DRG works by adding a variety of Rake tasks for updating your Gemfile. I like to start with rake drg:pin:minor to pin a project’s Gemfile to the approximate minor version of the gems currently installed in a project’s Gemfile.lock. This fills in missing version information where needed, and updates the Gemfile to better reflect the state of the currently-installed gems.

Here’s an example of a Gemfile from a freshly generated Rails project before and after running rake drg:pin:minor:


gem 'bootsnap', '>= 1.1.0', require: false
gem 'drg'
gem 'puma', '~> 3.11'
gem 'rails', '~> 5.2.3'
gem 'sass-rails', '~> 5.0'
gem 'sqlite3'
gem 'uglifier', '>= 1.3.0'

group :development, :test do
  gem 'byebug', platforms: [:mri, :mingw, :x64_mingw]


gem 'bootsnap', '~> 1.4', require: false
gem 'drg', '~> 1.5'
gem 'puma', '~> 3.12'
gem 'rails', '~> 5.2'
gem 'sass-rails', '~> 5.0'
gem 'sqlite3', '~> 1.4'
gem 'uglifier', '~> 4.1'

group :development, :test do
  gem 'byebug', '~> 11.0', platforms: [:mri, :mingw, :x64_mingw]

Unpinning with 'drg:unpin'

My preferred method for upgrading all of my project’s gems in bulk is to first unpin the entire Gemfile with bin/rails drg:unpin, run bundle update, and then re-pin the Gemfile with bin/rails drg:pin:minor.

After drg:unpin:

gem 'bootsnap', require: false
gem 'drg'
gem 'puma'
gem 'rails'
gem 'sass-rails'
gem 'sqlite3'
gem 'uglifier'

group :development, :test do
  gem 'byebug', platforms: [:mri, :mingw, :x64_mingw]

After bundle update and drg:pin:minor:

gem 'bootsnap', '~> 1.4', require: false
gem 'drg', '~> 1.5'
gem 'puma', '~> 4.0'
gem 'rails', '~> 5.2'
gem 'sass-rails...


A tribute to Kyle Simpson’s JavaScript book series

By Árpád Lajos
July 24, 2019

You Don’t Know JS Photo by othree, used under CC BY 2.0

Inspired by the Ruby Fight Club, a group of us have been reading Kyle Simpson’s You Don’t Know JS series. These books are a great source of inspiration and available for free. I meet weekly with our small group to discuss chapters from these books. Each time we have a presenter who walks us through the chapter that we all read beforehand.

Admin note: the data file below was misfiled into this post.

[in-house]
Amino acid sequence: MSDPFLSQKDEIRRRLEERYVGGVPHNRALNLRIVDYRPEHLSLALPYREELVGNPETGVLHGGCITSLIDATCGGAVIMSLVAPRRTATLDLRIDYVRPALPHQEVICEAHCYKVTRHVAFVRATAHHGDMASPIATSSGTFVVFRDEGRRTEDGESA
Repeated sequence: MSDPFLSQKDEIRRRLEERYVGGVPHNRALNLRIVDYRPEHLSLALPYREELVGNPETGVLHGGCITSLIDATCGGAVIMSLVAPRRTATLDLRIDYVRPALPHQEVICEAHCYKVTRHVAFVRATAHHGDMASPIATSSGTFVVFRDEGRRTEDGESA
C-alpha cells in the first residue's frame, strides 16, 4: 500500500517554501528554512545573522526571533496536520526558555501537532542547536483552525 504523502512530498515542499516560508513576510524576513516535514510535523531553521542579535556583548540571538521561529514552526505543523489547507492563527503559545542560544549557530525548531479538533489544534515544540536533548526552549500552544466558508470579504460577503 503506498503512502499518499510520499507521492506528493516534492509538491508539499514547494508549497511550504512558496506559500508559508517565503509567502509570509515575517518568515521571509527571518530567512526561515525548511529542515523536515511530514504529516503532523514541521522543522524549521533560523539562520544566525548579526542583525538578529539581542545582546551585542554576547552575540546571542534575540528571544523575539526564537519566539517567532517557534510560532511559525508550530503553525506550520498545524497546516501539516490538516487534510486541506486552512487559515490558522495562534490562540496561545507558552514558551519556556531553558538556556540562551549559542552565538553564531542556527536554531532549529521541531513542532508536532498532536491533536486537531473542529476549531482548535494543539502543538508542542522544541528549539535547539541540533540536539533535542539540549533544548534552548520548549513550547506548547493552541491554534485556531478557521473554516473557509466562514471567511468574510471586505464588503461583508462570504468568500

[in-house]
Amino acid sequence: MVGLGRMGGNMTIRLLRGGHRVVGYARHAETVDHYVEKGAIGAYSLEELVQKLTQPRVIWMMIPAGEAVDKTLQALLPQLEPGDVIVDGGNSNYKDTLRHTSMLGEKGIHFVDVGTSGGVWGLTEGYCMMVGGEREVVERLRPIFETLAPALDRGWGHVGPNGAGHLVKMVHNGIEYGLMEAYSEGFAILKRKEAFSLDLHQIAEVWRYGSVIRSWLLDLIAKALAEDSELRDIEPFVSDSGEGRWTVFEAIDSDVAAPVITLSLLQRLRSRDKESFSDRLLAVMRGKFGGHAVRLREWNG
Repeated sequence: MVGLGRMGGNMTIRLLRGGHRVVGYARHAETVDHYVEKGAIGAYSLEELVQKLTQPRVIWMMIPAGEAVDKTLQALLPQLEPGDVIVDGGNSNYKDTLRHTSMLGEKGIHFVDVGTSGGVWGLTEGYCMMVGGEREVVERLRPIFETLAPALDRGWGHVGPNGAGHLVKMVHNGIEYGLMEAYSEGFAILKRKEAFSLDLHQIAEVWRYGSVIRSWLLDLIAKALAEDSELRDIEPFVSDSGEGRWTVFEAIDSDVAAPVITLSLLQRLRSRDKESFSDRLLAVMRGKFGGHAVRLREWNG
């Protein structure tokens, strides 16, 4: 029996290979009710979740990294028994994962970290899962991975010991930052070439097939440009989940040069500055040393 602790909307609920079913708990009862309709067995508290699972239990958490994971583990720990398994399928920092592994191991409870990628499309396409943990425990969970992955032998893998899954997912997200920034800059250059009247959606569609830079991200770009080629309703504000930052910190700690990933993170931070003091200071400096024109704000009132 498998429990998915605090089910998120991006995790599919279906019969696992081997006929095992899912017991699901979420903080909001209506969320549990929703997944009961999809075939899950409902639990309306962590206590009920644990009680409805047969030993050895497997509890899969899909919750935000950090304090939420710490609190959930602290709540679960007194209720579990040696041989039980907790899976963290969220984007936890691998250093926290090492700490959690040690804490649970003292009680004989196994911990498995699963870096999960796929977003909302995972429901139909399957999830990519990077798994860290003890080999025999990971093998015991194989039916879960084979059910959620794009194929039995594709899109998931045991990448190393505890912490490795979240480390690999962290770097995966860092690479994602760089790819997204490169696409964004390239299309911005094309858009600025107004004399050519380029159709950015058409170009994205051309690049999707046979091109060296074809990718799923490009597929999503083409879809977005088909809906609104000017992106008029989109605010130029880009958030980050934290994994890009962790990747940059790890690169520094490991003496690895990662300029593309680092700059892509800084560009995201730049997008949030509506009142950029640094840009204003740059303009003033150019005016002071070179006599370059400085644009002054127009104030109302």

During these sessions we have learned a lot about JavaScript, but also about preparing presentations. The increasing quality level of the meetings was noticable each week. I think we all owe a large thanks to Kyle Simpson. In this article I will focus on the book “You Don’t Know JS: ES6 and Beyond”.

Past, present and future

ECMAScript (ES for short) was versioned with a small number up until now, like 5. ES1 and ES2 were not widely known or implemented. ES3 was used by Internet Exporer 6–8 and Android 2.x. ES4 never came out. ES5 came out in 2009. ES5.1 came out in 2011 and was widely used by Firefox, Chrome, Opera, Safari, etc.

Now, version names will be in the format ES, but it might change to a per-feature basis.

In the past JavaScript versions were based on major releases of ES. However, due to the importance of the language, it is too much of a hassle to wait till 20 features are ready and release them together. It is much better to make finished features available as soon as they are ready. As a result, we know what functionalities we’re gaining.

It’s good to reflect on just how important the language is. JavaScript is the lingua franca for web browsers. Web developers need to be aware of JavaScript to its slightest details. While the markup of a webpage is HTML and its design is CSS, the client-side programming is done via JavaScript, more or less in a standard manner.

Since JavaScript is almost completely standard for browsers, programmers would have a much easier life if they were writing JavaScript when coding on server-side as well. There is a mental leap when one works both...

javascript books programming